Caffeine boost in cancer battleCoffee and chocolate could form the basis of new drugs to treat cancer, heart disease and inflammation, British scientists say. As reported in CNN Online,Scientists at University College London have found that caffeine and a related molecule called theophylline can block an enzyme that is crucial for cell growth, Reuters reports.
Thus modified forms of caffeine could possibly be used in the future to stop uncontrolled cell growth in cancer or prevent blood clots which cause heart attack and strokes. Caffeine and theophylline are both found in coffee, tea, cola drinks and chocolate.
"Alongside possible advances in cancer treatment, this research suggests that caffeine type drugs could be used to treat heart disease and inflammatory illnesses," Professor Peter Shepherd and his colleagues said in a statement. But the researchers said chocolate and coffee were not cures for cancer and warned people against overdosing on caffeine. "The message to the general public is not to overdose on chocolate or coffee. Caffeine has well/known side effects that make it inappropriate for drug use," Shepherd said. "The study relied on using high concentrations of caffeine that would be unhealthy for human use," he added.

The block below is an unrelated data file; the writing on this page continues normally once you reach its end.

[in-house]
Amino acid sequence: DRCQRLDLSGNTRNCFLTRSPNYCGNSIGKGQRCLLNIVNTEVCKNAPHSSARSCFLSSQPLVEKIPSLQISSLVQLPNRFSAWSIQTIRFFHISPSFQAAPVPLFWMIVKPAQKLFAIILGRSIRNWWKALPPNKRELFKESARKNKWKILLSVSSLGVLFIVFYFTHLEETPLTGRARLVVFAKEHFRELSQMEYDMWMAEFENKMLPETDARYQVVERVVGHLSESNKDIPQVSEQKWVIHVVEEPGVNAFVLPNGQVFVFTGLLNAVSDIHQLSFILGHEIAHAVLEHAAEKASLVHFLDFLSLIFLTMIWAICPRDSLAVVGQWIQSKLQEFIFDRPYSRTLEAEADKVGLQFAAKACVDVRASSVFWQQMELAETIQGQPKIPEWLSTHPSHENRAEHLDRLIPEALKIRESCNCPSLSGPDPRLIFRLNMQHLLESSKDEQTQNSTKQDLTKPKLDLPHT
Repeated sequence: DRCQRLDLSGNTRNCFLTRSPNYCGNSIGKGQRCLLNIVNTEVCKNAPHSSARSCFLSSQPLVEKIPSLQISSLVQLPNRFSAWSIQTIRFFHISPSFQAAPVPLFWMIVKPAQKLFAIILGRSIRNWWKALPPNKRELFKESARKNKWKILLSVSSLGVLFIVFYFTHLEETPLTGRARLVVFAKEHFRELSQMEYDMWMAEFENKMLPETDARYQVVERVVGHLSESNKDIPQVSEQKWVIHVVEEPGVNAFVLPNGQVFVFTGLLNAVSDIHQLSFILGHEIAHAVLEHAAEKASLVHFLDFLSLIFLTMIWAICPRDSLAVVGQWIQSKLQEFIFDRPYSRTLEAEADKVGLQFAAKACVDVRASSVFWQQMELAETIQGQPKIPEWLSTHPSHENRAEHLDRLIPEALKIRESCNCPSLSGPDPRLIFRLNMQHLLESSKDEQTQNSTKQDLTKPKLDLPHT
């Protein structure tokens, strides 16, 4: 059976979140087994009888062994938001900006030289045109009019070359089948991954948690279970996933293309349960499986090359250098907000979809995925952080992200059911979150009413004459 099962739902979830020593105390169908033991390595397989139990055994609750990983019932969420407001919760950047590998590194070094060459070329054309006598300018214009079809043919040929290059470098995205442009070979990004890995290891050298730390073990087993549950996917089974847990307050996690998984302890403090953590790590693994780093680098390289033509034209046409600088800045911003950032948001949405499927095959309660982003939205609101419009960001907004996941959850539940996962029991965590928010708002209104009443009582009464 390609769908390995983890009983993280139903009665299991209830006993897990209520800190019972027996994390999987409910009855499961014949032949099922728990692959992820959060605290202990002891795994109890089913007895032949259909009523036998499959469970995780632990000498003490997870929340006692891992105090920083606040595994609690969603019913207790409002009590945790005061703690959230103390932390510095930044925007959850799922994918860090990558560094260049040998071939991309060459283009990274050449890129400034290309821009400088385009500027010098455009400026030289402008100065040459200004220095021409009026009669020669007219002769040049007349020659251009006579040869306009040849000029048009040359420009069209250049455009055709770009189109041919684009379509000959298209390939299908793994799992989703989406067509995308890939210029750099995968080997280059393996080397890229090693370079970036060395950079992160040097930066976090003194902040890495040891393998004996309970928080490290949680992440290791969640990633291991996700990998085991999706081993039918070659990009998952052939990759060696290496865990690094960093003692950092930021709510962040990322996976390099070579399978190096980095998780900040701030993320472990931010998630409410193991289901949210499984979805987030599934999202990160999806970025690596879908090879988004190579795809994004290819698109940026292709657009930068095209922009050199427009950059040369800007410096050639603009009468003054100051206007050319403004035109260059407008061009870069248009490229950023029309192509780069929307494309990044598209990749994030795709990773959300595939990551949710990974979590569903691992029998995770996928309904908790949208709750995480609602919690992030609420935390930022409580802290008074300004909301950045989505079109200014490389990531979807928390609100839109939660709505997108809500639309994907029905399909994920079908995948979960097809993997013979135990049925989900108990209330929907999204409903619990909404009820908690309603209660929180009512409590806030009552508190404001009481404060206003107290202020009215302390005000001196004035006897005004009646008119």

"The next stage of our research will be to develop compounds which mimic the structure of caffeine but without its negative effects." The researchers used genetically engineered insect cells to produce an enzyme called p110 delta, which is crucial for cell growth.
Their report in the Journal of Biological Chemistry said caffeine and theophylline blocked the enzyme's function. P110 delta is found mostly in white blood cells, so it could be particularly useful in treating cancers like leukaemia and for inhibiting white blood cells that cause inflammation, Shepherd told Reuters. Theophylline has been used for years as an asthma drug, but nobody really knew how it worked, he said.
The enzyme is one of a group of molecules known as PI 3/kinases, which has become a focus of interest for major pharmaceutical companies.
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